When the Cold War ended, more than a few European and American officials predicted that Turkey would decline rapidly in geopolitical significance. Without the Soviet threat, they said, Turkey’s role as a bulwark against communist expansion was finished and it was destined to be a second-tier power in the 21st century. That prediction, of course, could not have been more shortsighted. During the past decade, Turkey has become the rising power in Europe, arguably the world’s most influential Muslim country and a dynamic inspiration for young Arab reformers. Turkey is the only European country that has grown in power since the financial crisis and the start of the Arab uprisings. While European economic fortunes have contracted, Turkey has one of the fastest growing global economies. Turkey may even now be more powerful in the Middle East than Germany, France, and the United Kingdom. This is all supremely ironic for a country long excluded from positions of power in NATO and which has had the door to the European Union slammed shut in recent years.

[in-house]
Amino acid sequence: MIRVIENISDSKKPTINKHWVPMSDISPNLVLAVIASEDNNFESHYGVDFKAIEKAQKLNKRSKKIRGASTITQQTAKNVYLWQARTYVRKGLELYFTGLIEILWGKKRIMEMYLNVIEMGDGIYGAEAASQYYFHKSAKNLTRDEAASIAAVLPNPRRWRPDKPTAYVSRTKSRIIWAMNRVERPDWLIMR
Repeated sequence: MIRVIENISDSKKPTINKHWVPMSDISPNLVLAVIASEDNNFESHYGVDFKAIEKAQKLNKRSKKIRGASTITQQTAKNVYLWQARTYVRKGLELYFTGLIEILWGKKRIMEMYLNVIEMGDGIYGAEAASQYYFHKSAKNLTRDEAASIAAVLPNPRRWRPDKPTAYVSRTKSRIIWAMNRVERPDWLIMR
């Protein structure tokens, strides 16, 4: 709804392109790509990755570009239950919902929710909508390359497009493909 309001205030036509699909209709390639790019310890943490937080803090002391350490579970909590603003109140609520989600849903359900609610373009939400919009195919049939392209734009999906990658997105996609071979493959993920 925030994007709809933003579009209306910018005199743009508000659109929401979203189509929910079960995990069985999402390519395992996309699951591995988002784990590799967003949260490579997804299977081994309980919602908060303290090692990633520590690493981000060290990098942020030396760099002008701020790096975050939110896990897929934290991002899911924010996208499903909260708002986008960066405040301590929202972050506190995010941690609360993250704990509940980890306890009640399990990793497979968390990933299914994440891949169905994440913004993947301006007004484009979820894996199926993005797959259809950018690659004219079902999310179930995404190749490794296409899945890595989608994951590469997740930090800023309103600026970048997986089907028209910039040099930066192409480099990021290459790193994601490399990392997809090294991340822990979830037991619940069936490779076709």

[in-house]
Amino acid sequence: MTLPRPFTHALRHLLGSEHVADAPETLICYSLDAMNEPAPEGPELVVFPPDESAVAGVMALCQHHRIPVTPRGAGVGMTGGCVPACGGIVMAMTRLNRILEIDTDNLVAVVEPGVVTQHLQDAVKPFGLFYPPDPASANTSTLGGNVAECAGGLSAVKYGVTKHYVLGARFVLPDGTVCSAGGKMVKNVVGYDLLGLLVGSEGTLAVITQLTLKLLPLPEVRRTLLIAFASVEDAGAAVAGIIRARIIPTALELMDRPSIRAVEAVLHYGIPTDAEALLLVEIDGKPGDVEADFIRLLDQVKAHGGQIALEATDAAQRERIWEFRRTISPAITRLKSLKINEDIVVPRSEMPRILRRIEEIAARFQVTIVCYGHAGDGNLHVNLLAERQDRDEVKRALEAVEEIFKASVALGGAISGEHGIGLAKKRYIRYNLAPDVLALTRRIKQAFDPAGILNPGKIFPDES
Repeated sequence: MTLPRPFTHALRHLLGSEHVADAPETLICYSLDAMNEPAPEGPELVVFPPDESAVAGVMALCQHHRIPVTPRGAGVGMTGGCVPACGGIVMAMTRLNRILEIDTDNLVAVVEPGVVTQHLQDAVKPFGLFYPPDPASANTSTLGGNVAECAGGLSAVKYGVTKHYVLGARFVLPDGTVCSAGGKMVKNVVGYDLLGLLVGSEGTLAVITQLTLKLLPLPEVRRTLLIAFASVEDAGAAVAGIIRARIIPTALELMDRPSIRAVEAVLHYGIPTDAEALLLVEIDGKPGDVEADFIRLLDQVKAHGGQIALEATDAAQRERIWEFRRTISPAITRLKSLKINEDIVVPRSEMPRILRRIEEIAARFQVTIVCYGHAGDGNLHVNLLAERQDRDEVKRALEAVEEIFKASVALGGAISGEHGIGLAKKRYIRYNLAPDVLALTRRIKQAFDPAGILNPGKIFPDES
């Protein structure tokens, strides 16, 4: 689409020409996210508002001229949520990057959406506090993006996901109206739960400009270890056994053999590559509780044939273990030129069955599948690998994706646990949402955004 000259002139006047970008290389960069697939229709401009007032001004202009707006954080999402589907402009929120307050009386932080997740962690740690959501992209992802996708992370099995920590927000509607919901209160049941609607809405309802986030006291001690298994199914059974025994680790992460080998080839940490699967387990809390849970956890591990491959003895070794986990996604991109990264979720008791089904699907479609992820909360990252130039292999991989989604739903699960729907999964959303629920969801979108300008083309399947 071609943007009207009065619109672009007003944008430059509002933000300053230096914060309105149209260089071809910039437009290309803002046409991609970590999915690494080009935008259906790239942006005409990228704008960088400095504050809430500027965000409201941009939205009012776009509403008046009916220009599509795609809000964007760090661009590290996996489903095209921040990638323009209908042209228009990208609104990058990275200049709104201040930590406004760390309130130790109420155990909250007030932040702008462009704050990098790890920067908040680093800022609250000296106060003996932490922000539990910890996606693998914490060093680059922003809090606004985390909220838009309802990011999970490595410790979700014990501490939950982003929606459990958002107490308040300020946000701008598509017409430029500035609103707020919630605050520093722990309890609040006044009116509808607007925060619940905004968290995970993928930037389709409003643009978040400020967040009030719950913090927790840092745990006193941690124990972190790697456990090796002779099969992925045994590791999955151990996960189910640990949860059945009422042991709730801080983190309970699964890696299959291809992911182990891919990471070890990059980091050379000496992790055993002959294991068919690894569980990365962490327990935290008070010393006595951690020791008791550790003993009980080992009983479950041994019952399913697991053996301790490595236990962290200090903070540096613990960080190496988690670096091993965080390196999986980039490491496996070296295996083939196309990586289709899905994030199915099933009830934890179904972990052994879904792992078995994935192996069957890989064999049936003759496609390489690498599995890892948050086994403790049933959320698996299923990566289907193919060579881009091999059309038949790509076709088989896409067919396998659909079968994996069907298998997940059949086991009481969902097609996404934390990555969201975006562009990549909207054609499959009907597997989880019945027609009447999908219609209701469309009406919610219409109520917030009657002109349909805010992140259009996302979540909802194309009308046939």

Burns, R. Nicholas. "The Rise of Turkey as a Superpower." Boston Globe, April 27, 2012.